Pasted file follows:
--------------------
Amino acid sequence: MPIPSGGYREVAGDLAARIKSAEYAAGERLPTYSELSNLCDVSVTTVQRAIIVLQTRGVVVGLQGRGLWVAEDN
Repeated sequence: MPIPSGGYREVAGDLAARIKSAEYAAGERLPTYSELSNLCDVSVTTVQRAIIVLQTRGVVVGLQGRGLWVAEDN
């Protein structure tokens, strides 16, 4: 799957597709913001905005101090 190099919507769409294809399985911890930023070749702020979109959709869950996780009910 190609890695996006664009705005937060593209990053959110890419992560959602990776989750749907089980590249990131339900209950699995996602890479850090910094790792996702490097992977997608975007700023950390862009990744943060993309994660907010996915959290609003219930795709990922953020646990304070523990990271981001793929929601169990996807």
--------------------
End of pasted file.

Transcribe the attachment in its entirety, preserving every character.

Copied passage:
Amino acid sequence: MPIPSGGYREVAGDLAARIKSAEYAAGERLPTYSELSNLCDVSVTTVQRAIIVLQTRGVVVGLQGRGLWVAEDN
Repeated sequence: MPIPSGGYREVAGDLAARIKSAEYAAGERLPTYSELSNLCDVSVTTVQRAIIVLQTRGVVVGLQGRGLWVAEDN
């Protein structure tokens, strides 16, 4: 799957597709913001905005101090 190099919507769409294809399985911890930023070749702020979109959709869950996780009910 190609890695996006664009705005937060593209990053959110890419992560959602990776989750749907089980590249990131339900209950699995996602890479850090910094790792996702490097992977997608975007700023950390862009990744943060993309994660907010996915959290609003219930795709990922953020646990304070523990990271981001793929929601169990996807």